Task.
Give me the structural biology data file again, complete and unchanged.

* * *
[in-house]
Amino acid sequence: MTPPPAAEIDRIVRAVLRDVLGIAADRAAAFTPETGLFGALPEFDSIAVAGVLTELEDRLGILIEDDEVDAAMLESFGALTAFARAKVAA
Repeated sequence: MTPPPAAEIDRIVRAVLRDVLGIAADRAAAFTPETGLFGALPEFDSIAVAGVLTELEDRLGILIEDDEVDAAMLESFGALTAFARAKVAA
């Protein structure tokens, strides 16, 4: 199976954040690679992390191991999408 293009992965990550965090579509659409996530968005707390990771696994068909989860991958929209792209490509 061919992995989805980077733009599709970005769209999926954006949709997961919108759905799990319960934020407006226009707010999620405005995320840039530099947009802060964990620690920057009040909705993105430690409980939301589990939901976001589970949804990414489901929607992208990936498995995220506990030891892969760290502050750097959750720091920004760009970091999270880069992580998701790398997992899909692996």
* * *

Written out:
[in-house]
Amino acid sequence: MTPPPAAEIDRIVRAVLRDVLGIAADRAAAFTPETGLFGALPEFDSIAVAGVLTELEDRLGILIEDDEVDAAMLESFGALTAFARAKVAA
Repeated sequence: MTPPPAAEIDRIVRAVLRDVLGIAADRAAAFTPETGLFGALPEFDSIAVAGVLTELEDRLGILIEDDEVDAAMLESFGALTAFARAKVAA
């Protein structure tokens, strides 16, 4: 199976954040690679992390191991999408 293009992965990550965090579509659409996530968005707390990771696994068909989860991958929209792209490509 061919992995989805980077733009599709970005769209999926954006949709997961919108759905799990319960934020407006226009707010999620405005995320840039530099947009802060964990620690920057009040909705993105430690409980939301589990939901976001589970949804990414489901929607992208990936498995995220506990030891892969760290502050750097959750720091920004760009970091999270880069992580998701790398997992899909692996």